Theresa Russell as The Actress and Michael Emil as The Professor from the… (Criterion Collection )
Nicolas Roeg's 1985 film "Insignificance," newly issued in standard and Blu-ray DVD editions by the Criterion Collection, has an irresistible premise that suggests a blind item from a parallel universe. Four characters identified only as the Actress, the Professor, the Ballplayer and the Senator — but instantly recognizable, thanks to some none too subtle identifying traits, as Marilyn Monroe, Albert Einstein, Joe DiMaggio and Joseph McCarthy — somehow converge in a Manhattan hotel room over the course of an eventful night in summer 1954.
As the film opens, the Actress (Roeg's then-wife, Theresa Russell) is shooting a scene that will soon be seared into the popular consciousness — standing under a theater marquee as the wind from a subway grate blows up her billowing white chiffon dress. Roeg stages this moment, from Billy Wilder's "The Seven Year Itch," as an inside-Hollywood set piece, with bustling crew and gaping onlookers, including the guy operating the wind machine below, who blissfully claims to have seen "the face of God."
Done for the night, the breathy Actress instructs her chauffeur to drop her off at the hotel, where the frizzy-haired Professor (Michael Emil), clad in a Princeton sweatshirt, has been pacing absently amid a sheaf of papers. She appears to be seeking the companionship of a fellow lonely celebrity. But what she wants most of all is to act out for the Professor the theory of relativity, which she does by crawling around the floor of his room, using a flashlight, a toy train and some tin soldiers as props.
The Professor, in town for a peace conference, is being harassed by the Senator (Tony Curtis), who wants him to testify before a house committee — and name some names while he's at it. The past-his-prime Ballplayer (Gary Busey), after a drunken rant at a bar, tracks down the Actress, hoping to save their floundering marriage.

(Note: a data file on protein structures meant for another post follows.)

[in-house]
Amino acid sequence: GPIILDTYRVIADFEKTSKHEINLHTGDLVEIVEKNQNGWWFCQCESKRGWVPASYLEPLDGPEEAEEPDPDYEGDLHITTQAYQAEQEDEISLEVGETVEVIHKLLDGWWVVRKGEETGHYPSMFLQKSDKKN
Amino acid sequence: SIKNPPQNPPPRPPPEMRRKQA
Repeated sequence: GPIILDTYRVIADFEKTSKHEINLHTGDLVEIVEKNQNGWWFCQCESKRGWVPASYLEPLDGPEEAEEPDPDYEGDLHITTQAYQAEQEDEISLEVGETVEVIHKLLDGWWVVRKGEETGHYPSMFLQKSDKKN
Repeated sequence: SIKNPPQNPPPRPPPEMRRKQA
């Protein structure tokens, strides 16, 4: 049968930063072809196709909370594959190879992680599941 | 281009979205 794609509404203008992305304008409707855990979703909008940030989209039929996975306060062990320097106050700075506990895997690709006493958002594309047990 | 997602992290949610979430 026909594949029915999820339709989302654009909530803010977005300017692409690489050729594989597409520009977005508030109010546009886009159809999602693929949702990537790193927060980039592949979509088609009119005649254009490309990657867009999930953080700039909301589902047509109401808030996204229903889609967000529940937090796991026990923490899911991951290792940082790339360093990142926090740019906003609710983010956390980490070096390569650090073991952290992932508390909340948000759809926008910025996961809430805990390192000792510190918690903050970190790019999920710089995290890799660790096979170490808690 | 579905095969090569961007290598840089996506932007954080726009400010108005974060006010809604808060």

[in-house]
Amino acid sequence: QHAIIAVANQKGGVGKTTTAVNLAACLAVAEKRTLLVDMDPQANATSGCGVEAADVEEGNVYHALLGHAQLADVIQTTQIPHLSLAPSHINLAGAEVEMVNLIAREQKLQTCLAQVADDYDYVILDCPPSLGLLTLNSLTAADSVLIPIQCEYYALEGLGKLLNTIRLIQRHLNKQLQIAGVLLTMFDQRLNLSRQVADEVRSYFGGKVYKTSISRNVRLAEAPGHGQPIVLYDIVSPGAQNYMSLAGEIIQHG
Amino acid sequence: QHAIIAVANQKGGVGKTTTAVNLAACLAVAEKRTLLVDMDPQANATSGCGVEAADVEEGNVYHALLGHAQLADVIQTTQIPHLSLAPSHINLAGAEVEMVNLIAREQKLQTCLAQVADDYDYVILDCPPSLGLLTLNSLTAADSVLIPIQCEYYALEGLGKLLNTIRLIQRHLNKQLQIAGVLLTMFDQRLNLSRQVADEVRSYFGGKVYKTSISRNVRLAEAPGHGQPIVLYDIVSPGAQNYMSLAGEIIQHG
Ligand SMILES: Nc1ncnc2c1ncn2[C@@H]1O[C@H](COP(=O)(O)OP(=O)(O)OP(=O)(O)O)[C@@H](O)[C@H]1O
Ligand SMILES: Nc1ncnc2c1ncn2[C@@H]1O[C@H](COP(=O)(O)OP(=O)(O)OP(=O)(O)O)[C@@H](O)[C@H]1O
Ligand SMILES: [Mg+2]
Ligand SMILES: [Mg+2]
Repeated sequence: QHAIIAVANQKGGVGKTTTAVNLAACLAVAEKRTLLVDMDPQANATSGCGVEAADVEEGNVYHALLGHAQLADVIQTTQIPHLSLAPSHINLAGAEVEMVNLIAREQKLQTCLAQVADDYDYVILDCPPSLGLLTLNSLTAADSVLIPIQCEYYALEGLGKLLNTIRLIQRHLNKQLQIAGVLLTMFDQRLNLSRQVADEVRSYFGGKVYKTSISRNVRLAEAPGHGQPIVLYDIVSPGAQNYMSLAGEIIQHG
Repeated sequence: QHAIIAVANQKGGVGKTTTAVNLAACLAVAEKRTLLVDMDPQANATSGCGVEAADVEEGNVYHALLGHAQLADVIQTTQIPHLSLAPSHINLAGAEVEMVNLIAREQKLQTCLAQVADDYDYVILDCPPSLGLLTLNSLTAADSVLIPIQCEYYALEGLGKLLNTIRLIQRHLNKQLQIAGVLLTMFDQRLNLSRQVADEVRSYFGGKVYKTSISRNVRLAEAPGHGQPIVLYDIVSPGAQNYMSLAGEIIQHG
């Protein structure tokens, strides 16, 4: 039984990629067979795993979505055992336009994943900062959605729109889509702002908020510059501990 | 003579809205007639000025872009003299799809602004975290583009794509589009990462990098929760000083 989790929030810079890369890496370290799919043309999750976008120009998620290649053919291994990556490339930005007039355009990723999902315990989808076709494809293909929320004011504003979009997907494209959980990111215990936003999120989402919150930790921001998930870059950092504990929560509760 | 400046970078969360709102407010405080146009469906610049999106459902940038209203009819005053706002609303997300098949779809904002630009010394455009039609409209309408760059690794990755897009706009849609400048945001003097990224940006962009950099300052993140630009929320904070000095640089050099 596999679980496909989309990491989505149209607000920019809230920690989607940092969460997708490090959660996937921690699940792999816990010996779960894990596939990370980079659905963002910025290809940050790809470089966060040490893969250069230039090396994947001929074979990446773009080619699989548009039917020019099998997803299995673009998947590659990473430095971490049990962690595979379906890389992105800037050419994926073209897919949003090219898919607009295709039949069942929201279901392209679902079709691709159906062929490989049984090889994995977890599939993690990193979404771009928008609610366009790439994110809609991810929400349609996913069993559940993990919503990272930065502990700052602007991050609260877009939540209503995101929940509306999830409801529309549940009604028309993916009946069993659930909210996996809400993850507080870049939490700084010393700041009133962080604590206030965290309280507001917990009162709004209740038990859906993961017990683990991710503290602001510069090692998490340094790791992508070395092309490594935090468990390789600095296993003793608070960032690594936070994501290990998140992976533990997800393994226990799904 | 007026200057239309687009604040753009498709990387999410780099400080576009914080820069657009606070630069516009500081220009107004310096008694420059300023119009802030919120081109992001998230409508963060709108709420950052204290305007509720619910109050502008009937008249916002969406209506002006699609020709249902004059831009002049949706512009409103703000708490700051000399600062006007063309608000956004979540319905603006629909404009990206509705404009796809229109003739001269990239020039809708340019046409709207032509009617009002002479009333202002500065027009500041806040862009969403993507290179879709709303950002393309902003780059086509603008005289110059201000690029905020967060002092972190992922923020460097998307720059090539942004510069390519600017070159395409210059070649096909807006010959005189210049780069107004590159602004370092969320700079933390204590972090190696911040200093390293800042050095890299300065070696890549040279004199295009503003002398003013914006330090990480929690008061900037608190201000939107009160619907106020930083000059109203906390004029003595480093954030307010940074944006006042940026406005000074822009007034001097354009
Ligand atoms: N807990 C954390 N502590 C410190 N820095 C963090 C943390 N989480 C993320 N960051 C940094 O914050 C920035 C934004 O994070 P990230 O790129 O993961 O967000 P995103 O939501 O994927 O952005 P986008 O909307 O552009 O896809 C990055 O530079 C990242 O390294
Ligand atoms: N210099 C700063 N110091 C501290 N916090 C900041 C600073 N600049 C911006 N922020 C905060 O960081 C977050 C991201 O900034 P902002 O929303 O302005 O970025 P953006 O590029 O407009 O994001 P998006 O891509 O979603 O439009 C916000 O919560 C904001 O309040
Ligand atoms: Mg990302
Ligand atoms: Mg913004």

Adapted from a 1981 play by Terry Johnson, "Insignificance" has some basis in fact. An angry DiMaggio, Monroe's second husband, did witness the famous skirt-blowing shoot, and their marriage did crumble around that time. Einstein was a vocal opponent of the McCarthy witch hunts. Monroe suffered miscarriages — a source of torment in the film — and is said to have had a thing for Einstein (if you believe Shelley Winters' autobiography).
But the film is ultimately less rooted in history than adrift in a fog of pop culture myth and iconography. It's a sly comment on the perversion — and the loss — of self that emerges from existing in the public sphere.
Cases of mistaken identity abound. The Professor claims at first not to recognize the Actress. The Ballplayer assumes the Professor is another one of his wife's shrinks turned lovers. The Senator thinks the Actress is a prostitute who happens to be the spitting image of a certain movie star. (Consenting to a sexual favor, she remarks: "It's not me you want, it's her.")
Despite its stage origins, "Insignificance" is hardly a static chamber piece — no surprise, given that Roeg's work has always been notable for its visual invention; he was an accomplished cinematographer in the '60s, working with the likes of David Lean and François Truffaut.
From his debut, "Performance," now a cult classic, through such '70s landmarks as "Don't Look Now" and "The Man Who Fell to Earth" to the deeply personal and underrated '80s films "Bad Timing" and "Eureka," Roeg developed a distinct expressionist vocabulary, premised on an editing style that fractures the action into a mosaic and creates unexpected rhymes.
Each of the characters in "Insignificance" is haunted by a primal trauma — in the Professor's case, the Hiroshima A-bomb — and these free-associative flashes (some of which turn out to be premonitions) recur throughout. (Incidentally Criterion is also issuing another classic of atomic cinema this month, the Robert Aldrich noir "Kiss Me Deadly.")
An evocation of the 1950s, "Insignificance" is also unmistakably a product of the 1980s, a period of renewed nuclear anxieties and heightened celebrity surrealism with the U.S. governed by a movie-star president. The mad swirl of the movie collapses past, present and future into an eternal now. The Professor's watch is permanently frozen at 8:15 — the moment the bomb dropped — and when he asks the Actress if it's early or late, she coyly responds, "It's relative."
The Professor reveals that his current project is to determine the shape of space-time — which, come to think of it, is not a bad way to sum up the goal of Nicolas Roeg's heady, hallucinatory cinema.